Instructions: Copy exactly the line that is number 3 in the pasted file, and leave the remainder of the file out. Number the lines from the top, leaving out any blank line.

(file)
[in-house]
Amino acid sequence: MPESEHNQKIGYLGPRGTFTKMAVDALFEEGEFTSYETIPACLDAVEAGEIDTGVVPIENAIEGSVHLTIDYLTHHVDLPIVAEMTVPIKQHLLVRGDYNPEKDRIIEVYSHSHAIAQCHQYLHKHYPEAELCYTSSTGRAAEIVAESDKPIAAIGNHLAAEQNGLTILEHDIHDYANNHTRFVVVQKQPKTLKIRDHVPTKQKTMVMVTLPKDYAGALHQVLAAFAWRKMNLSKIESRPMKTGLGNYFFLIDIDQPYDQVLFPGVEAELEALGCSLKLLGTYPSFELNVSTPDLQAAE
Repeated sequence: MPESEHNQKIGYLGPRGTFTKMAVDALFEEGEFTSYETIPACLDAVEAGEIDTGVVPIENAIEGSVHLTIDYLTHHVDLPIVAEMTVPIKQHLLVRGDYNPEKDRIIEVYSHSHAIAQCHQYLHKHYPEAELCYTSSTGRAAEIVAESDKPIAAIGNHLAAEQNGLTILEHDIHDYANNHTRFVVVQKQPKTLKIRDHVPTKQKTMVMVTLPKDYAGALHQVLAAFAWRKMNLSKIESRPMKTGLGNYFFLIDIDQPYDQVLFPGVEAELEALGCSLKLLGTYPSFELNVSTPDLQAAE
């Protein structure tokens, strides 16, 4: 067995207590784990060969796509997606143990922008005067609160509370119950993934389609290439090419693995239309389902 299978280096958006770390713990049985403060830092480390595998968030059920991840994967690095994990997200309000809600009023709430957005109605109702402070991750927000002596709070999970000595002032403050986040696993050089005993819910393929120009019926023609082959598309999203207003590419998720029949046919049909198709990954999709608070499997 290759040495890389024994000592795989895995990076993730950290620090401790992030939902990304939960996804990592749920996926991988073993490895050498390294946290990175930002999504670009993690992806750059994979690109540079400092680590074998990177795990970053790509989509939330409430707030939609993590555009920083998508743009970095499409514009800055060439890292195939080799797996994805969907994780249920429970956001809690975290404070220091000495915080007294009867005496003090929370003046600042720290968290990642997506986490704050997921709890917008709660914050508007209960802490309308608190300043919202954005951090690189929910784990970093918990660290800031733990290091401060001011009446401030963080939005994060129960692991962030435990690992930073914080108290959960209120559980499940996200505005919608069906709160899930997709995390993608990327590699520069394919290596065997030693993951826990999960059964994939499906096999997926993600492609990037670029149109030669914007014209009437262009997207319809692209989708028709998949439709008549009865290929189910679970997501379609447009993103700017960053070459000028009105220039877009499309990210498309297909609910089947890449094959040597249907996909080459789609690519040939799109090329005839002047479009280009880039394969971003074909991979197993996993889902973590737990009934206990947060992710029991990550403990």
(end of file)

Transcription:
Repeated sequence: MPESEHNQKIGYLGPRGTFTKMAVDALFEEGEFTSYETIPACLDAVEAGEIDTGVVPIENAIEGSVHLTIDYLTHHVDLPIVAEMTVPIKQHLLVRGDYNPEKDRIIEVYSHSHAIAQCHQYLHKHYPEAELCYTSSTGRAAEIVAESDKPIAAIGNHLAAEQNGLTILEHDIHDYANNHTRFVVVQKQPKTLKIRDHVPTKQKTMVMVTLPKDYAGALHQVLAAFAWRKMNLSKIESRPMKTGLGNYFFLIDIDQPYDQVLFPGVEAELEALGCSLKLLGTYPSFELNVSTPDLQAAE